From blog updates, we learn that he had rough weather, a broken boom, engine problems, and a fright whilst dodging some suspicious types off Indonesia. His larger mission, we're told, was to become an example to teenagers needing to know that they're capable of so much and that no dream is impossible. Mission accomplished. Bravo.

According to most news sources, he's sailed into the record books as the youngest solo circumnavigator ever.
But-wait. Not really, some say. Apparently, there's only one body officially responsible for ratifying such a record-the World Speed Sailing Record Council, established in 1972 by the International Yacht Racing Union, now the International Sailing Federation-and it isn't recognizing Zac.

Why? Because, supposedly, he didn't follow some prescribed circumnavigation route, and he didn't actually sail the whole way, having used his engine at times to get in and out of harbors. Geezum! Talk about nitpicking. If enough people are saying he's sailed into the record books-Google "Zac Sunderland record breaking" and you get 1.17 million hits-then who cares what the W.S.S.R.C. decides?

Well, actually, somebody cares, because 61,300 hits also link Zac to Michael Perham, another young solo circumnavigator who, at the time of Zac's return, was in Panama, one passage away from buckling his own belt in the United Kingdom. At press time, his goal was certain.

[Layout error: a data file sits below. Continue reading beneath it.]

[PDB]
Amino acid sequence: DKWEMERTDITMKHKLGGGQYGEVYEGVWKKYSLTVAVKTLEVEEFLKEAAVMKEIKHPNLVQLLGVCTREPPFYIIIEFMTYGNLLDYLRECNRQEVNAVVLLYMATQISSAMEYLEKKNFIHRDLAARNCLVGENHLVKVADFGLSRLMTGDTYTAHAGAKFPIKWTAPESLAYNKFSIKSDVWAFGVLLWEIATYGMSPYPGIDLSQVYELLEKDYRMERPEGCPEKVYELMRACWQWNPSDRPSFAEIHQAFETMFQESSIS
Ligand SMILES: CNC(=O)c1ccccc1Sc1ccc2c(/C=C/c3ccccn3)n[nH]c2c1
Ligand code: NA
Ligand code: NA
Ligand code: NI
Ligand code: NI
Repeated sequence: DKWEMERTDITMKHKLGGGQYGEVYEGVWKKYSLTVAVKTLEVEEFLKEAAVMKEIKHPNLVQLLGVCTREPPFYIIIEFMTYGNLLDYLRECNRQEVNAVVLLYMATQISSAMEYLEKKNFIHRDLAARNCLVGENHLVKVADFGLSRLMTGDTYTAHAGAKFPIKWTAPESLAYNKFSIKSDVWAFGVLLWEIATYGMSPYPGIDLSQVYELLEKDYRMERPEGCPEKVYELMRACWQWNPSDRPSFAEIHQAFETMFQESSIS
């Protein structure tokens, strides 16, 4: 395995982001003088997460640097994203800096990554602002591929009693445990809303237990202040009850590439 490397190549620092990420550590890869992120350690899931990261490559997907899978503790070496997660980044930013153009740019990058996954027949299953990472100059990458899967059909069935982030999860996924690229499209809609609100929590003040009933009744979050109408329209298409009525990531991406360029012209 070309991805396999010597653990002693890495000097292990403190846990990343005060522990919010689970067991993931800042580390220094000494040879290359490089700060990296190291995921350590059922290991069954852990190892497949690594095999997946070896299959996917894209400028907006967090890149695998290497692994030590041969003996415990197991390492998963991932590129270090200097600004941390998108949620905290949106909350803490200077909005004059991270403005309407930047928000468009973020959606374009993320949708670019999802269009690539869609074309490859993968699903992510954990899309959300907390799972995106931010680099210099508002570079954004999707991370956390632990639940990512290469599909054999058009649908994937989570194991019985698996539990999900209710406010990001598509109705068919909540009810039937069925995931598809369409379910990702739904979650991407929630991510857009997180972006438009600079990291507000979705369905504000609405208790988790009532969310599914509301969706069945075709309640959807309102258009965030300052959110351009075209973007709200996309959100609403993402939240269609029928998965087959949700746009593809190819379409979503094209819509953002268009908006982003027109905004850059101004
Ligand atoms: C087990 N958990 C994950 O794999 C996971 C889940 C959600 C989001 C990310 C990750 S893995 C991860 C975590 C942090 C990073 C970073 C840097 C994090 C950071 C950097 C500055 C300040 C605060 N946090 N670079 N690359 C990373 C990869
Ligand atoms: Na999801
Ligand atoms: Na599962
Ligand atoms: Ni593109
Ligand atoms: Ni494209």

Michael already earned the youngest-ever record for a solo transatlantic crossing that he did at the age of 14, sailing from the Canary Islands to Antigua while his father followed on another boat. Two years later, he started out shooting for the title of the youngest solo nonstop circumnavigator. Equipment failure led him to pull into port several times, and he'd ratcheted back his goal to beating Zac. If you're amazed that two young boys are angling for the record at the same time-what are the chances?-be prepared to be even more amazed. I was.

My online surfing took me from Mike Perham to a 16-year-old girl in Australia. "Jessica Watson sailor" gets 35,300 Google hits, and she hasn't even left yet. Her equally slick website and blog document her preparations for a bid for the nonstop, unassisted, youngest circumnavigator crown-on a hot-pink boat, no less. Don't even ask about 13-year-old Laura Dekker from the Netherlands.

There's no telling how many other kids out there think it could be them. I recently received an e-mail from a 13-year-old girl in Wisconsin asking for advice on how to get started.

Following on the heels of BJ Caldwell, David Dicks, and Jesse Martin-other slightly older youths who circumnavigated in the 1990s-Zac, Mike, and Jessica are the avant-garde sailors of the new millennium.